**Theoretical computer science **is a division of general computer science and **mathematics **which focuses on the **abstract **and mathematical aspects of computing. The field of theoretical computer science is interpreted broadly to include **algorithms**, **data structures**, **computational complexity**, **distributed computing**, **parallel computing**, and **quantum computing**. Work in this field is often distinguished by its emphasis on mathematical technique and formal **proofs**.

Formal algorithms have existed for many years. However, it was not until 1936 when Alan Turing, Alonzo Church and Stephan Kleene formalized the definition of an algorithm. These developments have led to the modern study of logic, computability and computer science as a whole. Now the filed is abuzz with talk of the future of quantum computing, the most exciting potential future path that modern computing might take.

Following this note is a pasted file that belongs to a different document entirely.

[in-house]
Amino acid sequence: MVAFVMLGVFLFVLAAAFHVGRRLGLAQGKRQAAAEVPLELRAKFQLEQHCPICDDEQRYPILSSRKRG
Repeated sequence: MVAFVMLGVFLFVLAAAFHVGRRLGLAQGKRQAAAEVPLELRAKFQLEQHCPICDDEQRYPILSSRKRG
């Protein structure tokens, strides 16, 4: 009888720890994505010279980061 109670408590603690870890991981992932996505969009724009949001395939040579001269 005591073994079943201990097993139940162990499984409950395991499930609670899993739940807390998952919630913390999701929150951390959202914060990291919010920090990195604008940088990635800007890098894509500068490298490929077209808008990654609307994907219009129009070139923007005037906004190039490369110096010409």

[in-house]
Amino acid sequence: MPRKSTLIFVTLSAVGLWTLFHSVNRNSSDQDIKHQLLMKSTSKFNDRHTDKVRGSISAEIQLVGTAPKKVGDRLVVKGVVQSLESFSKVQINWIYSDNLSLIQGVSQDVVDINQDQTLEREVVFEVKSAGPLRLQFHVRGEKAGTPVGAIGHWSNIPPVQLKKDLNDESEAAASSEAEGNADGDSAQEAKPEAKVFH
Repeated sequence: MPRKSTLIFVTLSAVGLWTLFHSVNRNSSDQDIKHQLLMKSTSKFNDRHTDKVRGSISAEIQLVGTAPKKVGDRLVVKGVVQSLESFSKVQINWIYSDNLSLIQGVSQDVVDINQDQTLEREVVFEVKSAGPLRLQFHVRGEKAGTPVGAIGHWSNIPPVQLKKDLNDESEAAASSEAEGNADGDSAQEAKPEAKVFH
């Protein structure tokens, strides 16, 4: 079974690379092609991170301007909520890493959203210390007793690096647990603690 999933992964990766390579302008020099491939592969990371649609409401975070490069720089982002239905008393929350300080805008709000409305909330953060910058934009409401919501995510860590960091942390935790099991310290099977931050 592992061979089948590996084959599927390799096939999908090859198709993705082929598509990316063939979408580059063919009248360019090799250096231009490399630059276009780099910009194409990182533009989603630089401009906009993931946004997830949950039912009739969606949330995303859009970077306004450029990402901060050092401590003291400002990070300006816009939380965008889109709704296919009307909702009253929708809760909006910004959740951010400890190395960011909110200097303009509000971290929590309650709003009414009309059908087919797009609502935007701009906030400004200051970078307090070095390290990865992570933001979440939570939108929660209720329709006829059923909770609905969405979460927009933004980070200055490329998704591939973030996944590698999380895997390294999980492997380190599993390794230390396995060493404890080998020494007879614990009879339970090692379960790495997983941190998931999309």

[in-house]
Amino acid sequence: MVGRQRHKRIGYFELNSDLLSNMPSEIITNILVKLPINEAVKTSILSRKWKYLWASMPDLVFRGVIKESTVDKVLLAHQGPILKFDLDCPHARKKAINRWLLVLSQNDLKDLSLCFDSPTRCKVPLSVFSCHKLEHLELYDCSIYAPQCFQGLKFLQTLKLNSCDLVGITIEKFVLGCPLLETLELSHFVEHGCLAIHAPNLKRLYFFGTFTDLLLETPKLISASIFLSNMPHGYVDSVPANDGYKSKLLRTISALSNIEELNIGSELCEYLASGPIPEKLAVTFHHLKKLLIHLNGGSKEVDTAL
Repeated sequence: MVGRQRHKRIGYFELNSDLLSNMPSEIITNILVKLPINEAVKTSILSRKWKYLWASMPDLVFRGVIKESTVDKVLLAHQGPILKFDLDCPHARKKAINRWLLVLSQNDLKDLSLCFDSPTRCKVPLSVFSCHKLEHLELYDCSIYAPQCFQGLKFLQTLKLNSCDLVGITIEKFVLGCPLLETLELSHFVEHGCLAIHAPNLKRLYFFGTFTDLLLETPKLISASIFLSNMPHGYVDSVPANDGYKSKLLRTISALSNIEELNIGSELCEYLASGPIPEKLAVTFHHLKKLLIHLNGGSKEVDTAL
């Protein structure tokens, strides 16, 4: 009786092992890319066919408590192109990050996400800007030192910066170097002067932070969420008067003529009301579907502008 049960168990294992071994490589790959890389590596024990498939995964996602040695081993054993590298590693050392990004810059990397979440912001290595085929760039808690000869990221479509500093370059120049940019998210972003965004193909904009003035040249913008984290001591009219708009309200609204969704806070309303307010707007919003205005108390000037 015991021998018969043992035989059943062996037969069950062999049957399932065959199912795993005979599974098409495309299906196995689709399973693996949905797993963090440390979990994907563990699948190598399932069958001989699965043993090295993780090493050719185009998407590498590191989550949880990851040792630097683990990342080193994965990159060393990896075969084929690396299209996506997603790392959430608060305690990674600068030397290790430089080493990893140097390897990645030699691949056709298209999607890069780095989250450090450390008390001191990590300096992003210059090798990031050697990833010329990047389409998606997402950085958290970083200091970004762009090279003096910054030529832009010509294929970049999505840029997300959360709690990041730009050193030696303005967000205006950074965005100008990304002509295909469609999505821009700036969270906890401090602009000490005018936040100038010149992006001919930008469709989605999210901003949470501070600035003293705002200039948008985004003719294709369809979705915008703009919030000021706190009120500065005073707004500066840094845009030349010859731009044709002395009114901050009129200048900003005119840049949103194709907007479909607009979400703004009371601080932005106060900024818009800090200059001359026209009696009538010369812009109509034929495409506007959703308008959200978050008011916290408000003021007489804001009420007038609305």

Turing, Church (credit: Princeton University, Institution of Mathematics) and Kleene (credit: Konrad Jacobs, Erlangen)

The most important fields of theoretical computer science, and accordingly, those most often taught and studied, are as follows:

- theory of computation, including
**automata**, computability and computational complexity theories - programming
**language**theory **compiler**theory**artificial intelligence****â€‹**